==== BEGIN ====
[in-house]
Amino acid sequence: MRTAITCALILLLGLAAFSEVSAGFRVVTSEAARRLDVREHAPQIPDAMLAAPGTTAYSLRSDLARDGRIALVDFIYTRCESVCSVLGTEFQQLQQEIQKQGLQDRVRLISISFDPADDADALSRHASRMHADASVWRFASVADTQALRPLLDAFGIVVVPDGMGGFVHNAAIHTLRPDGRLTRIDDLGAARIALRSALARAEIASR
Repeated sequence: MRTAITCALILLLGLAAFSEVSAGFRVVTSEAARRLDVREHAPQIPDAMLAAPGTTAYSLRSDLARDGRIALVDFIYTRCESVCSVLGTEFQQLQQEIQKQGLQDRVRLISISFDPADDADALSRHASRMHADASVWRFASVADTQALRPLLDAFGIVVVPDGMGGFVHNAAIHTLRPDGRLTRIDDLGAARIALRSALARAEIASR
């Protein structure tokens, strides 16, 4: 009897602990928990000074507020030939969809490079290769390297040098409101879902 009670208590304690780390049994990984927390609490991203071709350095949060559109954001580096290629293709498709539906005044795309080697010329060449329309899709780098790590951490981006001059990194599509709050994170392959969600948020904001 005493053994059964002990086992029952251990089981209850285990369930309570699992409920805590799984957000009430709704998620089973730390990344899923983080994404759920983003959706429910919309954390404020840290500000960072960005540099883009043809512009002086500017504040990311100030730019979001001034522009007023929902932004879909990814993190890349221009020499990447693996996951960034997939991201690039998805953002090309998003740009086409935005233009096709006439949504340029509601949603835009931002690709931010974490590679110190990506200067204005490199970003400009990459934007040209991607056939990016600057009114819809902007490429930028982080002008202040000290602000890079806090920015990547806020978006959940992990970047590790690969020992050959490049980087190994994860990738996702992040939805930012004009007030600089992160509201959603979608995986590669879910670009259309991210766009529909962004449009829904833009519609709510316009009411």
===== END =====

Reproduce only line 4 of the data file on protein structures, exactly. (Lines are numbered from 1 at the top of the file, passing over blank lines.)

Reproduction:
């Protein structure tokens, strides 16, 4: 009897602990928990000074507020030939969809490079290769390297040098409101879902 009670208590304690780390049994990984927390609490991203071709350095949060559109954001580096290629293709498709539906005044795309080697010329060449329309899709780098790590951490981006001059990194599509709050994170392959969600948020904001 005493053994059964002990086992029952251990089981209850285990369930309570699992409920805590799984957000009430709704998620089973730390990344899923983080994404759920983003959706429910919309954390404020840290500000960072960005540099883009043809512009002086500017504040990311100030730019979001001034522009007023929902932004879909990814993190890349221009020499990447693996996951960034997939991201690039998805953002090309998003740009086409935005233009096709006439949504340029509601949603835009931002690709931010974490590679110190990506200067204005490199970003400009990459934007040209991607056939990016600057009114819809902007490429930028982080002008202040000290602000890079806090920015990547806020978006959940992990970047590790690969020992050959490049980087190994994860990738996702992040939805930012004009007030600089992160509201959603979608995986590669879910670009259309991210766009529909962004449009829904833009519609709510316009009411």